Happy New Year!
It’s the time of year we reflect back on what went well last year and think about what we want the next 12 months to look like. I know I made a few mistakes in 2015, but overall it was a great year. For 2016, I’ve set a few exciting goals which will stretch me as a person, be fun as well as help others.
Here are a few ideas for you to consider for the coming year. I strongly encourage you to take an hour out, find a coffee shop, turn off your phone and map out what you want to achieve this year.
1. Get Certified
Yep. Certification is more relevant now than ever before. When I started out it was all based on what you said you could do but IT is now a core business function and hiring managers simply won’t consider your application if you haven’t taken the time to gain a relevant professional qualification.
I know you are busy and have a number of challenges but aim for one certification every 90 days.
2. Learn Cloud Computing and Security
Mark my words. Most computing functions will be moving to the cloud in the coming months. Many are already there and from reading various periodicals and speaking to CTOs, many more are in the process of moving. You simply must understand how the cloud operates if you are to be relevant in 2016. Consider the CompTIA Cloud Essentials and Amazon cloud certifications.
Security is still a specialized job, but you must have a strong grasp of threats, vulnerabilities and countermeasures as an IT professional. Just as all pilots must pass exams on meteorology to carry out their jobs, all IT people should have an understanding of security principles and best practises even if they don't want to become an expert in that field.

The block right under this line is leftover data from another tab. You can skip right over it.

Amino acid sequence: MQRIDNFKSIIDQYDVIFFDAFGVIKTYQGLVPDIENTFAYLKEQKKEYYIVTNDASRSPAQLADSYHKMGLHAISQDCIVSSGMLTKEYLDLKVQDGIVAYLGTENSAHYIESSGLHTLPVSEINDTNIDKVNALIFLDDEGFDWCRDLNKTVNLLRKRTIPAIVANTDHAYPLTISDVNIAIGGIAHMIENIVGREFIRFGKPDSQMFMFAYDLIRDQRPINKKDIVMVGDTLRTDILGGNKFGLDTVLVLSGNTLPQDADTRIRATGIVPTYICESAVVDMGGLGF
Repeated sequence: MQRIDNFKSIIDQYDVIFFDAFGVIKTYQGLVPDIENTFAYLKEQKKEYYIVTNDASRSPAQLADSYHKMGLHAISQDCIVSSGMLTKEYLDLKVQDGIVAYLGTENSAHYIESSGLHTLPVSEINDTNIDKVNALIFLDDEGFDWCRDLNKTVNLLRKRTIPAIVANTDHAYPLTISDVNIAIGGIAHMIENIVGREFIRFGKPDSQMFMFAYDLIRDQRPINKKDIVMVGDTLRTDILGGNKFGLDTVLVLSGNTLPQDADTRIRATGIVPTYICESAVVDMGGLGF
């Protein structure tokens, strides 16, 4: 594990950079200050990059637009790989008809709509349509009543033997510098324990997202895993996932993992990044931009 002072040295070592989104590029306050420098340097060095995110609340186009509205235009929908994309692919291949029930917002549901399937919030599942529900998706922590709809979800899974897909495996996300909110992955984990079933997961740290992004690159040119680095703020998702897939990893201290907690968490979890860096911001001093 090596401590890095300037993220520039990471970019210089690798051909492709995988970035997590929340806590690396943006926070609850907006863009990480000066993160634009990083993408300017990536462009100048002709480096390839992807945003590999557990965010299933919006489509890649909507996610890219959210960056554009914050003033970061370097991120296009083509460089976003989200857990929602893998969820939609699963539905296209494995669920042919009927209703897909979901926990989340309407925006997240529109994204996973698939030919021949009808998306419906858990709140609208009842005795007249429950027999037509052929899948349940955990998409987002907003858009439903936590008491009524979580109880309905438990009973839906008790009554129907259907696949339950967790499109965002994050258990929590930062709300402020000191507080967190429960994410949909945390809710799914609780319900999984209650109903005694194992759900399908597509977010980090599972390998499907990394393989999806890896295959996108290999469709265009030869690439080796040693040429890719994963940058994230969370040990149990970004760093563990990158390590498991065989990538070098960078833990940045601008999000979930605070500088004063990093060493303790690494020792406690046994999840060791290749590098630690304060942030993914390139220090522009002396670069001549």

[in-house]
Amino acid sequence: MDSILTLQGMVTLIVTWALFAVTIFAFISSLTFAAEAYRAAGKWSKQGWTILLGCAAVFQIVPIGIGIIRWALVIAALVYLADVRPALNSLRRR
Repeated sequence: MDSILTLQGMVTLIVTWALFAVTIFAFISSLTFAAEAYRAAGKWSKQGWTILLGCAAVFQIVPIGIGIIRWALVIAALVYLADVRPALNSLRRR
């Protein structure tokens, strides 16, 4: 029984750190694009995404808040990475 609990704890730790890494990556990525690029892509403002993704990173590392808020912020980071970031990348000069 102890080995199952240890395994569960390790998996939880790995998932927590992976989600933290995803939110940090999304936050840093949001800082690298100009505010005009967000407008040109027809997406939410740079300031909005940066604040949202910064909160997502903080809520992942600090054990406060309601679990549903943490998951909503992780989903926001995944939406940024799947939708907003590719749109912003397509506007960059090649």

3. Make a Career Change
Unless you have just started in a new job, you should be looking to advance by way of promotion or find a challenging role. Experience with various employers is considered a positive, unlike 10 years ago when you were expected to remain with the same company for life.
Every 18 to 24 months look to find a new challenge. Otherwise, you will find yourself getting stale and complacent. It never pays to get too comfortable in IT.
4. Take on a Project
Wherever I worked, I’d always speak to the department manager and ask if there were any jobs he or she needed help with. 99% of the time they will be overloaded and looking for help with something. Start with simple stuff and as you gain trust, you will be given more business critical roles.
I literally started off by creating spreadsheets of Cisco router and switch serial numbers for my manager and before long I was interviewing new applicants and visiting vendors on his behalf to find solutions to network expansion issues we had.
Consider getting a Project Management certification before or while you do this.
5. Start Freelancing
It’s not as hard as you think and you don’t need to quit your day job either.
When I was working at Cisco, I got some business cards printed and started handing them out to family and friends. I attended a few business lunches when I had time and before I knew it my phone was ringing with a request to install routers and switches or advise on the best models to purchase. I did all the work during days off or weekends.
It actually paid more for one days freelancing work than I earned over two weeks for Cisco. Check out my IT Freelancing Course if you want all the details of how I made it happen.
6. Sharpen Up Your Brand
It amazes me how IT people are often seen as the scruffy geeks at work. I suppose because many of us feel that we don’t fit into the corporate model of how things work. But here’s the thing.
Everything you say and do and how you carry out your job reflects on your personal brand. For this reason, I was always very careful to maintain a professional image wherever I worked.
Consider the following a few best practise tips:
• Dress smart
• Be well groomed
• Don’t get involved in office gossip or politics
• Be punctual
• Don’t complain
• Don’t be a pain in the ass
• Help others but don’t let them take advantage of you
• Keep studying but only let your boss know when you pass
• If your career has stalled, move onto another company